But there is now significant evidence that Brexit might no longer be the will of the people. And in that case, it would be plain wrong to support it. Labour will anyway oppose the emerging jobs-destroying Tory Brexit on offer, which bears little resemblance to the ‘sunlit uplands’ promised by the discredited Leave campaign.
Some Labour MPs in seats that voted Leave are worried that opposing Brexit, or even just opposing the government’s bad Brexit deal, might harm them electorally. Should they be anxious? There are several reasons that these fears may be overdone.
Detailed polling from the summer shows that:
- Even in Leave seats, most people who vote Labour voted to remain.
- Even more would do so now.
- Some 112 seats (69 with Labour MPs) that voted Leave in 2016 would vote to remain now.
And now, roughly 80% of Labour voters do not support the Tory Brexit that is emerging. Of the remaining 20%, only a few would stop voting Labour on this issue alone, though of course some would. There are a few constituencies where Labour’s majority is small enough for that to be considered a potential threat, assuming no general swing to Labour in the election. However, that loss would be outweighed by the loss of votes (and potential gains) from those opposing Brexit, if Labour were seen to be letting them down.
Indeed, this is borne out by a YouGov poll of Labour voters held just a month ago. It shows that if Labour backed a people’s vote on the final deal, the party would attract a net gain of 1.5 million voters – more than enough for Labour to gain a parliamentary majority should a general election take place.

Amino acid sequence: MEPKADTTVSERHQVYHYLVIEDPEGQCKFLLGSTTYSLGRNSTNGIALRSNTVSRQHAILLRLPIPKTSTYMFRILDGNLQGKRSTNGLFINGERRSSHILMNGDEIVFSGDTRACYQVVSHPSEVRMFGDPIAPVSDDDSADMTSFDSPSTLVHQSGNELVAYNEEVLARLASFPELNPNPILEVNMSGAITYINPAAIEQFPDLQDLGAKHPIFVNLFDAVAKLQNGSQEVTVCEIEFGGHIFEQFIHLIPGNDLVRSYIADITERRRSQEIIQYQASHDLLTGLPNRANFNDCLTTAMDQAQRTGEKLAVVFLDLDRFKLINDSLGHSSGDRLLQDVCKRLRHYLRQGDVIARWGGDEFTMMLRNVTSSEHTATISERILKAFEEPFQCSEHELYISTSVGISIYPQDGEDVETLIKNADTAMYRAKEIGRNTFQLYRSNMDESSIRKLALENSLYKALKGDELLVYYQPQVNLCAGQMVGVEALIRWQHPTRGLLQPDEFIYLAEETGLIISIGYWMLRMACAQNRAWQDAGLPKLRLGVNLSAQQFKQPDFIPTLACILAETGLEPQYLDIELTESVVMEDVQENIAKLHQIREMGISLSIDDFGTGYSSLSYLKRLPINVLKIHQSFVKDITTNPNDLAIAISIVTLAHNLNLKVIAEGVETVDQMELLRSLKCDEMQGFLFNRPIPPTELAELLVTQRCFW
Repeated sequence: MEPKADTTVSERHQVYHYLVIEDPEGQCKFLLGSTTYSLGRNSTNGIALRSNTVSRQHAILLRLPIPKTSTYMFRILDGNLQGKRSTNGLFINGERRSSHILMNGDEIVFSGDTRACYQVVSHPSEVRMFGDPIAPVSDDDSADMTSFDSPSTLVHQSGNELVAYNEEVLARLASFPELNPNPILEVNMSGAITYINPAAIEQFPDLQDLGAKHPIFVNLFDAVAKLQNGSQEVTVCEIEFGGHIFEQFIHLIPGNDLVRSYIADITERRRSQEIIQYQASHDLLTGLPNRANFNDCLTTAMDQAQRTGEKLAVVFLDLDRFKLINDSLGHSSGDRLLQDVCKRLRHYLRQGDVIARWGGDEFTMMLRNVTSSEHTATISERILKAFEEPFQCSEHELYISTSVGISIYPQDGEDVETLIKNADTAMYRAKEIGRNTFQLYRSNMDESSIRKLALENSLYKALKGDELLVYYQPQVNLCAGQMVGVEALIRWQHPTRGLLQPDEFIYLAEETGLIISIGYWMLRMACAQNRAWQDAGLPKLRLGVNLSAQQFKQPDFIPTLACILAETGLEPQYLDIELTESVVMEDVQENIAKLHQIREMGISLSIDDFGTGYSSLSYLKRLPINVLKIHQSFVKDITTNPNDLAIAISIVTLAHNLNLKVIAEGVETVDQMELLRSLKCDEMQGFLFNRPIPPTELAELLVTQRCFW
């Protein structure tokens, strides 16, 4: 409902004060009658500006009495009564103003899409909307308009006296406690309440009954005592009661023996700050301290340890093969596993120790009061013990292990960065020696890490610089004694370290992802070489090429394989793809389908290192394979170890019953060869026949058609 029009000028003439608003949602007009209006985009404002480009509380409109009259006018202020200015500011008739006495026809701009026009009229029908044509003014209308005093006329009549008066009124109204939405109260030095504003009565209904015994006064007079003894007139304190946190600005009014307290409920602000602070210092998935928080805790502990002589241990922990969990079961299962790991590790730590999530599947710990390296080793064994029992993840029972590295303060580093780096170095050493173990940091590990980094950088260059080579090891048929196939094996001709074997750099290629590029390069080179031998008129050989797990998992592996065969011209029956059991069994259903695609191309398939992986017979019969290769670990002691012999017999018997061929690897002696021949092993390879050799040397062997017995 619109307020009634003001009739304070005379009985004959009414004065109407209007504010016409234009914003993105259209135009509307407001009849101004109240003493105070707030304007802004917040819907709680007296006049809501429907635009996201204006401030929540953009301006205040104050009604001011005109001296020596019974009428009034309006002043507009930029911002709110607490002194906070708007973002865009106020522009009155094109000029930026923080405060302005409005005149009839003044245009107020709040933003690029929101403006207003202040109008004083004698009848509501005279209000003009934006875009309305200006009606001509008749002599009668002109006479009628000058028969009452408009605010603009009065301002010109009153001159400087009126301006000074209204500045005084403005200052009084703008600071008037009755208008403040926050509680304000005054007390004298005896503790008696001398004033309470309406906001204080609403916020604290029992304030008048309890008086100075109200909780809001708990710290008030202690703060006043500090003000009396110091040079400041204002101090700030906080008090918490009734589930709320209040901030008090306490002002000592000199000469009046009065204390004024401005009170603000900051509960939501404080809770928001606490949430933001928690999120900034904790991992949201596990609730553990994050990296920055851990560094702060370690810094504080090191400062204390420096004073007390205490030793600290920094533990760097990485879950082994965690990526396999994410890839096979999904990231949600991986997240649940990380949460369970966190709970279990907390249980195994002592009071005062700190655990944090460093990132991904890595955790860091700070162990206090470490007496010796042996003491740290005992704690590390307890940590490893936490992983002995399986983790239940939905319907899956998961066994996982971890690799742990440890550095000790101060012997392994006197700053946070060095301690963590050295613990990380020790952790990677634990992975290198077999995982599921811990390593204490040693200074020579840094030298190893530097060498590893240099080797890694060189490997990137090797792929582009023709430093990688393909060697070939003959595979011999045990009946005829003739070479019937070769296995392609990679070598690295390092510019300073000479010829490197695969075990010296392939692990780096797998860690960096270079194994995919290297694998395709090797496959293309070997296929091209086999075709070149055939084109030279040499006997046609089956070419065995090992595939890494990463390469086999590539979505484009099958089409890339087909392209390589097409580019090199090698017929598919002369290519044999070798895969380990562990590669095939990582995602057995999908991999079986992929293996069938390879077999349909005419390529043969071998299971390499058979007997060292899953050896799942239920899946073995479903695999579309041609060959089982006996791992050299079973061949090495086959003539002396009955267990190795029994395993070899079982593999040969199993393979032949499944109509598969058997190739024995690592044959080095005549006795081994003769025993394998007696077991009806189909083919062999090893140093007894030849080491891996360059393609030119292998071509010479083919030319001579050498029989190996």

Our argument should also address Leave voters: we can point out that opposing the emerging Brexit deal is done on their behalf. Leave voters are entitled to say that this Brexit bears no resemblance to what was promised by the Leave campaign or by Brexiteer ministers, and that the final Tory deal is not what they voted for. Labour MPs from Leave areas (I, too, was elected in a Leave region) should not hesitate to vote down the government’s deal for this reason as well.
If that leads to a referendum on the deal, there is nothing undemocratic about allowing the people to have the right to either reconsider or confirm their support for Brexit. If a democracy does not have the right to change its mind, it’s no longer a democracy.
Those who most strongly argue against a public vote on the Brexit deal, as opposed to just a parliamentary vote, are mostly right-wing Tories who fear that the people may have changed their minds. Labour must not be seen to be in cahoots with them.
Richard Corbett is a Labour MEP for Yorkshire & Humber and leader of the European Parliamentary Labour Party.